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Keeping Cool In Summer

Image of a hot sun and a wheat field

During a heat wave, when temperatures stay really high day after day, you can get dehydrated, overheated and are at risk of heat exhaustion or heatstroke. This can be very damaging to health and may even be fatal. The very young, very old and people with serious illness are more at risk.

Remember, heatstroke can kill. It can develop very suddenly, and rapidly lead to unconsciousness. If you suspect someone has heatstroke, call 999 immediately.

Watch out for these symptoms of heat exhaustion:

  • Headaches
  • Dizziness
  • Nausea
  • Vomiting
  • Muscle weakness or cramps
  • Pale skin
  • High temperature

If you are suffering from any of these symptoms, you should move somewhere cool and drink plenty of water or fruit juice. If you can, take a lukewarm shower, or sponge yourself down with cold water.

Heatstroke can develop if heat exhaustion is left untreated, but it can also occur suddenly and without warning. Symptoms include headaches, nausea, an intense thirst, sleepiness, hot, red and dry skin, a sudden rise in temperature, confusion, aggression, convulsions and loss of consciousness. Heatstroke can result in irreversible damage to your body or death.

To avoid heatstroke, try to keep out of the heat as much as possible:

  •  If a heat wave is forecast, try and plan your day in a way that allows you to stay out of the heat. 
  •  If you can, avoid going out in the hottest part of the day (11am3pm).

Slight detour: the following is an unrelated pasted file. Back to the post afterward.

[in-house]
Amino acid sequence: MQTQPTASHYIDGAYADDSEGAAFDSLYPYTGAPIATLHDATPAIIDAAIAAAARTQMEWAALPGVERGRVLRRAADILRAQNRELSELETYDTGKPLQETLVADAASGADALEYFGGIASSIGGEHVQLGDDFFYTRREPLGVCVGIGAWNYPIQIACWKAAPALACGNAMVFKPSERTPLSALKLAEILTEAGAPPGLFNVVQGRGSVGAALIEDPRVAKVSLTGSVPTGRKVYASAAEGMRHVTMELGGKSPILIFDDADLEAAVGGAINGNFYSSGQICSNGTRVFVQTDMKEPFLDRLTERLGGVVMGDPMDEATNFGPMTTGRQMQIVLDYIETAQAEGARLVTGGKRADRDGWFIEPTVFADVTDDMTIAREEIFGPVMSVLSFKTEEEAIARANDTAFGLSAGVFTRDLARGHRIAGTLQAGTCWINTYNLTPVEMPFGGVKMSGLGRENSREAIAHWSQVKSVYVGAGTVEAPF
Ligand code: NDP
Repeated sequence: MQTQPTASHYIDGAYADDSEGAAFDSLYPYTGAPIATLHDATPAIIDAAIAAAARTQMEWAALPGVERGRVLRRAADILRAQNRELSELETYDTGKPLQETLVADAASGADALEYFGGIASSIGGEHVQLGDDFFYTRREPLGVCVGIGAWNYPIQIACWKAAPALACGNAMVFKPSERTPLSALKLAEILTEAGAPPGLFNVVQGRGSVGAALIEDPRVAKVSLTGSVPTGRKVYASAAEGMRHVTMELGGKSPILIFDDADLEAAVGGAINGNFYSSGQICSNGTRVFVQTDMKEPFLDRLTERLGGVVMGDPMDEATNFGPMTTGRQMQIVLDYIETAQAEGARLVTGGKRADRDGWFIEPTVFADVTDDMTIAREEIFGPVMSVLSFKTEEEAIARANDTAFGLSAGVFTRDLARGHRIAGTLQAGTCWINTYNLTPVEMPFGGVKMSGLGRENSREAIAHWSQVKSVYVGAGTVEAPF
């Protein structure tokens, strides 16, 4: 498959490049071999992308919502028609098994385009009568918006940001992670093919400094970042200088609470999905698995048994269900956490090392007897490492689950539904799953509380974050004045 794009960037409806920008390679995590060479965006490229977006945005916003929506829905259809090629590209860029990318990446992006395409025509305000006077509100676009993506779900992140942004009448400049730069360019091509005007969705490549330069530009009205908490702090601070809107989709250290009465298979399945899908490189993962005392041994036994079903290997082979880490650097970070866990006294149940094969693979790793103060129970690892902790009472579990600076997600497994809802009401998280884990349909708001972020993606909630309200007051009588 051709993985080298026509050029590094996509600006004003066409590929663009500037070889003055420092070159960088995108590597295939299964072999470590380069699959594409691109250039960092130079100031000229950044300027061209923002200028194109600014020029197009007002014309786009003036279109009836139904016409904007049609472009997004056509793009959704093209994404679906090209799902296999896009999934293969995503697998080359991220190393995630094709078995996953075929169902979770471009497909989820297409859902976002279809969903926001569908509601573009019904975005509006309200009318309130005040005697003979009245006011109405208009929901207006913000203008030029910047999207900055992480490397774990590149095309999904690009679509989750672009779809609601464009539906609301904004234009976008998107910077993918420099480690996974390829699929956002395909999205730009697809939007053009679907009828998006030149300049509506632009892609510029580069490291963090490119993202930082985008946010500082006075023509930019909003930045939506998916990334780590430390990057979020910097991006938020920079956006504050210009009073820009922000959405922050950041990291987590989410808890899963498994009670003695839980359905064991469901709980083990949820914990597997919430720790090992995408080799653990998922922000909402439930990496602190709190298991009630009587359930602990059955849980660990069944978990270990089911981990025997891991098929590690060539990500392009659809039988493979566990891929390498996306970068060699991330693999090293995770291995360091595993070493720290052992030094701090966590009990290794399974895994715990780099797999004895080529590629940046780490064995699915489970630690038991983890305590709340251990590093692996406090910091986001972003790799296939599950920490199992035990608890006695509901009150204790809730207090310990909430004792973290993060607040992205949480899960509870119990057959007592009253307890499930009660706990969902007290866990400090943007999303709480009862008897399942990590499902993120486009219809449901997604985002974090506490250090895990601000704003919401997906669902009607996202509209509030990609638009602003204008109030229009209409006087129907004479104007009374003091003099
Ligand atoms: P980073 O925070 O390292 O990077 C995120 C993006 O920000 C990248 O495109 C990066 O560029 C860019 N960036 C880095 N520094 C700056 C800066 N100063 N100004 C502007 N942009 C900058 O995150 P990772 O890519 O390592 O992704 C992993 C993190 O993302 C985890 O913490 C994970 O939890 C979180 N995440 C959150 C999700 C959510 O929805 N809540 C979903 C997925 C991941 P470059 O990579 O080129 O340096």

•  If you can't avoid strenuous outdoor activity, like sport, DIY, or gardening, keep it for cooler parts of the day, like early morning.
  • If you must go out, stay in the shade. Wear a hat and light, loose fitting clothes, preferably cotton. If you will be outside for some time, take plenty of water with you.
  • Stay inside, in the coolest rooms in your home, as much as possible.
  •  Close the curtains in rooms that get a lot of sun.
  • Keep windows closed while the room is cooler than it is outside. Open them when the temperature inside rises, and at night for ventilation. If you are worried about security, at least open windows on the first floor and above.
  • Take cool showers or baths, and splash yourself several times a day with cold water
  • Even if you do not feel thirsty drink regularly - water or fruit juice are best.
  • Try to avoid alcohol, tea and coffee. They make dehydration worse.
  • Eat as you normally would. Try to eat more cold food, particularly salads and fruit, which contain water.

Contact your doctor, a pharmacist or NHS Direct if you are worried about your health during a heat wave, especially if you are taking medication, or have any unusual symptoms:

  •  Watch for cramp in your arms, legs or stomach, feelings of mild confusion, weakness or problems sleeping.
  • If you have these symptoms, rest for several hours, keep cool and drink water or fruit juice. Seek medical advice if they get worse or don't go away.